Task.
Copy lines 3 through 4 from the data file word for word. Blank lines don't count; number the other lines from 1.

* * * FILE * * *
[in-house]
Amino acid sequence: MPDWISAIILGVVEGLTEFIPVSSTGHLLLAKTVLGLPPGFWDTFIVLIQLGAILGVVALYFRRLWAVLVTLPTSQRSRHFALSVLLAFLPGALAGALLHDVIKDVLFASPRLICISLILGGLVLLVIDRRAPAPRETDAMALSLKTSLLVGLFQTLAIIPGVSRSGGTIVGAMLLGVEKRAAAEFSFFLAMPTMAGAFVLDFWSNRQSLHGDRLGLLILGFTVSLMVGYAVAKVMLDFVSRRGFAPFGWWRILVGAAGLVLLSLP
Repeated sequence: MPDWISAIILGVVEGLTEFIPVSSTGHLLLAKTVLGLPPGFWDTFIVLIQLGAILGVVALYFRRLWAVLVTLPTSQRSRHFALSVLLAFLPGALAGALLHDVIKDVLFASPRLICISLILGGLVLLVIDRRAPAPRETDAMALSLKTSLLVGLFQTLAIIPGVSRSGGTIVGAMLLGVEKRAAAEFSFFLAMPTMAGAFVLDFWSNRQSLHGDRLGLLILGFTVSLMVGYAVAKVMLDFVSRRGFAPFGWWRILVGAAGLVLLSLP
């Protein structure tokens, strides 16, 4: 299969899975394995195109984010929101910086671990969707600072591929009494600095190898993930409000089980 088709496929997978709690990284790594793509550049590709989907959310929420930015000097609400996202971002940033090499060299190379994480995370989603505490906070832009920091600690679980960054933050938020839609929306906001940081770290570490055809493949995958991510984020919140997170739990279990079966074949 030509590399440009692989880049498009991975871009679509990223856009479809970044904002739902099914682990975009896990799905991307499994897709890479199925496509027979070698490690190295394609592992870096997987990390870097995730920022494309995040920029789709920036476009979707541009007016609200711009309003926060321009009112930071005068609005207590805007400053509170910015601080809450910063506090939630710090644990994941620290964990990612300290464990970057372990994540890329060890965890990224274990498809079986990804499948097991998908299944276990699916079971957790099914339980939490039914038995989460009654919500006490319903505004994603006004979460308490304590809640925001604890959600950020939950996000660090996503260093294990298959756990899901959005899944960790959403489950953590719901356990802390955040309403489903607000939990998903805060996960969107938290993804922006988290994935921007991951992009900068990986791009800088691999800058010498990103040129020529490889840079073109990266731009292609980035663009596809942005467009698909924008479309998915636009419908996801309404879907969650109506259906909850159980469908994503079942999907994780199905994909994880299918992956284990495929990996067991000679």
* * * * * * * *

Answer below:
Repeated sequence: MPDWISAIILGVVEGLTEFIPVSSTGHLLLAKTVLGLPPGFWDTFIVLIQLGAILGVVALYFRRLWAVLVTLPTSQRSRHFALSVLLAFLPGALAGALLHDVIKDVLFASPRLICISLILGGLVLLVIDRRAPAPRETDAMALSLKTSLLVGLFQTLAIIPGVSRSGGTIVGAMLLGVEKRAAAEFSFFLAMPTMAGAFVLDFWSNRQSLHGDRLGLLILGFTVSLMVGYAVAKVMLDFVSRRGFAPFGWWRILVGAAGLVLLSLP
């Protein structure tokens, strides 16, 4: 299969899975394995195109984010929101910086671990969707600072591929009494600095190898993930409000089980 088709496929997978709690990284790594793509550049590709989907959310929420930015000097609400996202971002940033090499060299190379994480995370989603505490906070832009920091600690679980960054933050938020839609929306906001940081770290570490055809493949995958991510984020919140997170739990279990079966074949 030509590399440009692989880049498009991975871009679509990223856009479809970044904002739902099914682990975009896990799905991307499994897709890479199925496509027979070698490690190295394609592992870096997987990390870097995730920022494309995040920029789709920036476009979707541009007016609200711009309003926060321009009112930071005068609005207590805007400053509170910015601080809450910063506090939630710090644990994941620290964990990612300290464990970057372990994540890329060890965890990224274990498809079986990804499948097991998908299944276990699916079971957790099914339980939490039914038995989460009654919500006490319903505004994603006004979460308490304590809640925001604890959600950020939950996000660090996503260093294990298959756990899901959005899944960790959403489950953590719901356990802390955040309403489903607000939990998903805060996960969107938290993804922006988290994935921007991951992009900068990986791009800088691999800058010498990103040129020529490889840079073109990266731009292609980035663009596809942005467009698909924008479309998915636009419908996801309404879907969650109506259906909850159980469908994503079942999907994780199905994909994880299918992956284990495929990996067991000679």